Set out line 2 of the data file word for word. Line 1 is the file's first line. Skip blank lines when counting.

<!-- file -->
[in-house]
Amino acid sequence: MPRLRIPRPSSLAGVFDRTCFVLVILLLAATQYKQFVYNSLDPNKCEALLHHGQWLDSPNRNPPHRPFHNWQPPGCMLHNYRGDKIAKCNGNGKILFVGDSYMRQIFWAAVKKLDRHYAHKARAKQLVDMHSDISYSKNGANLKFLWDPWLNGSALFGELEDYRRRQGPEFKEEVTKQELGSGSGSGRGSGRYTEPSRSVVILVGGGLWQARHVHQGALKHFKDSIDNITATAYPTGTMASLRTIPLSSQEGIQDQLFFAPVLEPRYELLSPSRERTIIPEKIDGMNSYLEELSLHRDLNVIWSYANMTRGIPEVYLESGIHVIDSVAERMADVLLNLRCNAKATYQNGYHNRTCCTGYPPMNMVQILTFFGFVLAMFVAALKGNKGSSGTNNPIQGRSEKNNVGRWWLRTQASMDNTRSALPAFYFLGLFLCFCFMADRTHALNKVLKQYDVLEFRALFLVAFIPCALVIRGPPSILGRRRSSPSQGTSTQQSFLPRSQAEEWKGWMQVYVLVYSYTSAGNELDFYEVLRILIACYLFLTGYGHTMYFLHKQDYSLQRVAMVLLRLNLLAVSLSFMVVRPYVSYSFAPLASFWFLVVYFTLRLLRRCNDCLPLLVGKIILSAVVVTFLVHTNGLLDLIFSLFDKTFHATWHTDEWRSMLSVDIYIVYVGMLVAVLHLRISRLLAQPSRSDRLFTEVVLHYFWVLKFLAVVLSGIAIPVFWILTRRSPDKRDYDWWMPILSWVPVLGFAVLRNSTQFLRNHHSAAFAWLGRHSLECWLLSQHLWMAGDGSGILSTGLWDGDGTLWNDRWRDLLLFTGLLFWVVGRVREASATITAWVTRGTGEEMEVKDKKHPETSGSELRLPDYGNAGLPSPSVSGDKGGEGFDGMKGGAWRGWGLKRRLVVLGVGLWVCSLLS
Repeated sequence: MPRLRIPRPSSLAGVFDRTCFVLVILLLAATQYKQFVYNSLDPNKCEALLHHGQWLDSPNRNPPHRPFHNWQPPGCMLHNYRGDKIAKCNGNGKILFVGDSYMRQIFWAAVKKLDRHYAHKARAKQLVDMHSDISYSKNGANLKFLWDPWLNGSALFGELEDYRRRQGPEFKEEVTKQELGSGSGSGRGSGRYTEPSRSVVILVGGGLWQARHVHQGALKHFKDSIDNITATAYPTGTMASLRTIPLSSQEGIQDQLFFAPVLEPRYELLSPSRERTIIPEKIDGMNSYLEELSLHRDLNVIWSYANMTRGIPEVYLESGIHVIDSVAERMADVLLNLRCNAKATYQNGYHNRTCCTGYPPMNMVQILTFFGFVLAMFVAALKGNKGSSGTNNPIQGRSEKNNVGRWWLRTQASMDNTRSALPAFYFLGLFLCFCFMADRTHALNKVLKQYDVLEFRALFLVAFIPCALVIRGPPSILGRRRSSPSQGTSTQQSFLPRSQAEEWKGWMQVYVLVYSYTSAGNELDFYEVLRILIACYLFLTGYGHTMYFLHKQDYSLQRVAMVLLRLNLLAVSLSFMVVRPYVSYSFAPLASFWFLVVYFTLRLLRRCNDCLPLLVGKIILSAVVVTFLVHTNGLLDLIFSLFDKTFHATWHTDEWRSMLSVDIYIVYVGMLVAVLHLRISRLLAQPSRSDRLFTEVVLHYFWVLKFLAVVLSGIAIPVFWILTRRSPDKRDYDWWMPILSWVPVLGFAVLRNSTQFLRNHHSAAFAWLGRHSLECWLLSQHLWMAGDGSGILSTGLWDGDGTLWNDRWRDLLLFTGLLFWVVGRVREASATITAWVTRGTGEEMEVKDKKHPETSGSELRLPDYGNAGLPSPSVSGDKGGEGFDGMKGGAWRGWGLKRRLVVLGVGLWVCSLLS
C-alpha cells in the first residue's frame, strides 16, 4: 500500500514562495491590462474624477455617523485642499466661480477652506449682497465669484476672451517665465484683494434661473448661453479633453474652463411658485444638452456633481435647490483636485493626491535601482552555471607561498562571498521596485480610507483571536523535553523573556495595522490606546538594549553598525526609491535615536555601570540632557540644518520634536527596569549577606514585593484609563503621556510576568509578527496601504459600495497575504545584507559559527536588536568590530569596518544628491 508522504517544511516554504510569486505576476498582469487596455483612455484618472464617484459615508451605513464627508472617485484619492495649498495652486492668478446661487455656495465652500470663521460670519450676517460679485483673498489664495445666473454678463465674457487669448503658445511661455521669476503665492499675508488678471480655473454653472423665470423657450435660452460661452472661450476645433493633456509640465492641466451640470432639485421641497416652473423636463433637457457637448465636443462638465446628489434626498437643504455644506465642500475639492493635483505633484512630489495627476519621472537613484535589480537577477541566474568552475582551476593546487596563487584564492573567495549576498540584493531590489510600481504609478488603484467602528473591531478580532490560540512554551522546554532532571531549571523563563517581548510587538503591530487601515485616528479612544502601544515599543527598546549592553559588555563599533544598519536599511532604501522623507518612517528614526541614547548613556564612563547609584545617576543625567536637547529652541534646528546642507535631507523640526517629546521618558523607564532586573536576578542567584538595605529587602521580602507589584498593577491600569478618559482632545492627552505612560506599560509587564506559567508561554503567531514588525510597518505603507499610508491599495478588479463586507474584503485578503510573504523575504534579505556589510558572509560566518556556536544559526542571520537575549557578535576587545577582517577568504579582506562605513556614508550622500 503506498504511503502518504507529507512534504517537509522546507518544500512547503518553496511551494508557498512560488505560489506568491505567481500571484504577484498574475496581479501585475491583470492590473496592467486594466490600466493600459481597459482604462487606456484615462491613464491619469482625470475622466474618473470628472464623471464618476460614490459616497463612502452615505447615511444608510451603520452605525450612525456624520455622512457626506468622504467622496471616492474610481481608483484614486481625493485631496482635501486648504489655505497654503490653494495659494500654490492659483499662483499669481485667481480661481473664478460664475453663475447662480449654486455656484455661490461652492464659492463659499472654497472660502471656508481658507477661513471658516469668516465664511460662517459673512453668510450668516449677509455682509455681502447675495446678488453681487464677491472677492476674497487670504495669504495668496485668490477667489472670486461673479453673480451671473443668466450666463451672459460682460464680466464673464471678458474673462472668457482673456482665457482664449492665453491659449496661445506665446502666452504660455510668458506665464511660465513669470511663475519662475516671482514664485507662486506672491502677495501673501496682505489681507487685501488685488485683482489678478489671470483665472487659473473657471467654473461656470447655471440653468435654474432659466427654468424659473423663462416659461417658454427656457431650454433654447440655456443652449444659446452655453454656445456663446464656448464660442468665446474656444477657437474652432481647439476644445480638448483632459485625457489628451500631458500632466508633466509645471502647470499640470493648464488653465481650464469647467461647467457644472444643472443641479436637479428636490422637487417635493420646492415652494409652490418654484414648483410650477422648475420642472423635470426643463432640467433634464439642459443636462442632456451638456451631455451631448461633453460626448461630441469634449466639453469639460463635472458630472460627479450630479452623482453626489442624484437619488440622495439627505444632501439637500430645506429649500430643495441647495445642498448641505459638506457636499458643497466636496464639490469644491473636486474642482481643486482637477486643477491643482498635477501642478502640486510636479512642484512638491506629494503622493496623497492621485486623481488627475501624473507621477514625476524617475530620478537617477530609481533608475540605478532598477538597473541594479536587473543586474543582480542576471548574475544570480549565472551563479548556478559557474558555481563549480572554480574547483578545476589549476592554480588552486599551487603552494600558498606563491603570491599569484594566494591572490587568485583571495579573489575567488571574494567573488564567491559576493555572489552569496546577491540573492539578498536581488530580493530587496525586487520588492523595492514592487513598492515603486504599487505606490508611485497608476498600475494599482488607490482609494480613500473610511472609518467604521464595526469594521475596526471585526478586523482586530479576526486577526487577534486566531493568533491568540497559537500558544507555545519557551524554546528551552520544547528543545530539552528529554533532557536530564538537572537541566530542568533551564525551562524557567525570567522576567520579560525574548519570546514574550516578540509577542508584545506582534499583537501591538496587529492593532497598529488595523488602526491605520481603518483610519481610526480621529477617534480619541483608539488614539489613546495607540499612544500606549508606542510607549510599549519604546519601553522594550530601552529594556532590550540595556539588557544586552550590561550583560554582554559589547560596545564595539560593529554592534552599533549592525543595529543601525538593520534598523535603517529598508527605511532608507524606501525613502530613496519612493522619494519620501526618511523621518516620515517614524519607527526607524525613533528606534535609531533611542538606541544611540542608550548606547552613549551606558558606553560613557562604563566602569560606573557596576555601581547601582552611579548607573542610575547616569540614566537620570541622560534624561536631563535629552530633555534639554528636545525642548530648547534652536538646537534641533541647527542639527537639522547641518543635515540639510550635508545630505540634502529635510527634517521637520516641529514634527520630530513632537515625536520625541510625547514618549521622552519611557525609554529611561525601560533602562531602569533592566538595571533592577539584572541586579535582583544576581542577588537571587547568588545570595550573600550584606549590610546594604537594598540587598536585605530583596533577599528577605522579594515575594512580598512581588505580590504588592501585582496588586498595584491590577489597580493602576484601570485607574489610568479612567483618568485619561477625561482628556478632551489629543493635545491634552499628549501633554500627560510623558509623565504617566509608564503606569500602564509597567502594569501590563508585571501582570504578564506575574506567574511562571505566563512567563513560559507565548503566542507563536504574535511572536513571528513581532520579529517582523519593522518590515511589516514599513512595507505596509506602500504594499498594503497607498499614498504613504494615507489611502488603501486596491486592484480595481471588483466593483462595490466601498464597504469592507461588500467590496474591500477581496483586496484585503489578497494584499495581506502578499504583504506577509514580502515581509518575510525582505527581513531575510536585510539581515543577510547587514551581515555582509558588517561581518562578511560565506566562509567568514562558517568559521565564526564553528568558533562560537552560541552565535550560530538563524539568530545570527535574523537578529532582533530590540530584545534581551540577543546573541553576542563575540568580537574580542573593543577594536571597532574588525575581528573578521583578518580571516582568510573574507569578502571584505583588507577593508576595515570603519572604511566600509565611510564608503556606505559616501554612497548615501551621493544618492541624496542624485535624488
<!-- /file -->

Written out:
Amino acid sequence: MPRLRIPRPSSLAGVFDRTCFVLVILLLAATQYKQFVYNSLDPNKCEALLHHGQWLDSPNRNPPHRPFHNWQPPGCMLHNYRGDKIAKCNGNGKILFVGDSYMRQIFWAAVKKLDRHYAHKARAKQLVDMHSDISYSKNGANLKFLWDPWLNGSALFGELEDYRRRQGPEFKEEVTKQELGSGSGSGRGSGRYTEPSRSVVILVGGGLWQARHVHQGALKHFKDSIDNITATAYPTGTMASLRTIPLSSQEGIQDQLFFAPVLEPRYELLSPSRERTIIPEKIDGMNSYLEELSLHRDLNVIWSYANMTRGIPEVYLESGIHVIDSVAERMADVLLNLRCNAKATYQNGYHNRTCCTGYPPMNMVQILTFFGFVLAMFVAALKGNKGSSGTNNPIQGRSEKNNVGRWWLRTQASMDNTRSALPAFYFLGLFLCFCFMADRTHALNKVLKQYDVLEFRALFLVAFIPCALVIRGPPSILGRRRSSPSQGTSTQQSFLPRSQAEEWKGWMQVYVLVYSYTSAGNELDFYEVLRILIACYLFLTGYGHTMYFLHKQDYSLQRVAMVLLRLNLLAVSLSFMVVRPYVSYSFAPLASFWFLVVYFTLRLLRRCNDCLPLLVGKIILSAVVVTFLVHTNGLLDLIFSLFDKTFHATWHTDEWRSMLSVDIYIVYVGMLVAVLHLRISRLLAQPSRSDRLFTEVVLHYFWVLKFLAVVLSGIAIPVFWILTRRSPDKRDYDWWMPILSWVPVLGFAVLRNSTQFLRNHHSAAFAWLGRHSLECWLLSQHLWMAGDGSGILSTGLWDGDGTLWNDRWRDLLLFTGLLFWVVGRVREASATITAWVTRGTGEEMEVKDKKHPETSGSELRLPDYGNAGLPSPSVSGDKGGEGFDGMKGGAWRGWGLKRRLVVLGVGLWVCSLLS